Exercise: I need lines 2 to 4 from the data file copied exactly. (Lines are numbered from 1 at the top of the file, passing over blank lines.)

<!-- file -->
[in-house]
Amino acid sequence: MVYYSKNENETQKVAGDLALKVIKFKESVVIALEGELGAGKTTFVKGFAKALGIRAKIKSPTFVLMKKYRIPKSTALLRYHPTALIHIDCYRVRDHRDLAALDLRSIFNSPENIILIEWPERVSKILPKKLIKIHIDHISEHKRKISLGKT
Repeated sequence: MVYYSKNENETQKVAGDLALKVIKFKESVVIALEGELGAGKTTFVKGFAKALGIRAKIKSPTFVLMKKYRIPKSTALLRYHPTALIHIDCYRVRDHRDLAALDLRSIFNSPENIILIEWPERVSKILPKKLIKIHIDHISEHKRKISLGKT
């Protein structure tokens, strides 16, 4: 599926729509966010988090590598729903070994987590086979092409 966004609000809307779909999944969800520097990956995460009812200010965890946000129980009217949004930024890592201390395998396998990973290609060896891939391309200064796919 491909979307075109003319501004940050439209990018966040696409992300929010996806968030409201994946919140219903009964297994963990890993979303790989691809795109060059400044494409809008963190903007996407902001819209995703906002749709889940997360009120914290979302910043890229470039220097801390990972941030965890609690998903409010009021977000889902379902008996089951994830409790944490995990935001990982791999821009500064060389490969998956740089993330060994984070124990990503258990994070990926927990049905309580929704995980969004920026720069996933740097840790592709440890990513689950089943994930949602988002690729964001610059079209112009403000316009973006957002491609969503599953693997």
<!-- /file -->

Amino acid sequence: MVYYSKNENETQKVAGDLALKVIKFKESVVIALEGELGAGKTTFVKGFAKALGIRAKIKSPTFVLMKKYRIPKSTALLRYHPTALIHIDCYRVRDHRDLAALDLRSIFNSPENIILIEWPERVSKILPKKLIKIHIDHISEHKRKISLGKT
Repeated sequence: MVYYSKNENETQKVAGDLALKVIKFKESVVIALEGELGAGKTTFVKGFAKALGIRAKIKSPTFVLMKKYRIPKSTALLRYHPTALIHIDCYRVRDHRDLAALDLRSIFNSPENIILIEWPERVSKILPKKLIKIHIDHISEHKRKISLGKT
């Protein structure tokens, strides 16, 4: 599926729509966010988090590598729903070994987590086979092409 966004609000809307779909999944969800520097990956995460009812200010965890946000129980009217949004930024890592201390395998396998990973290609060896891939391309200064796919 491909979307075109003319501004940050439209990018966040696409992300929010996806968030409201994946919140219903009964297994963990890993979303790989691809795109060059400044494409809008963190903007996407902001819209995703906002749709889940997360009120914290979302910043890229470039220097801390990972941030965890609690998903409010009021977000889902379902008996089951994830409790944490995990935001990982791999821009500064060389490969998956740089993330060994984070124990990503258990994070990926927990049905309580929704995980969004920026720069996933740097840790592709440890990513689950089943994930949602988002690729964001610059079209112009403000316009973006957002491609969503599953693997």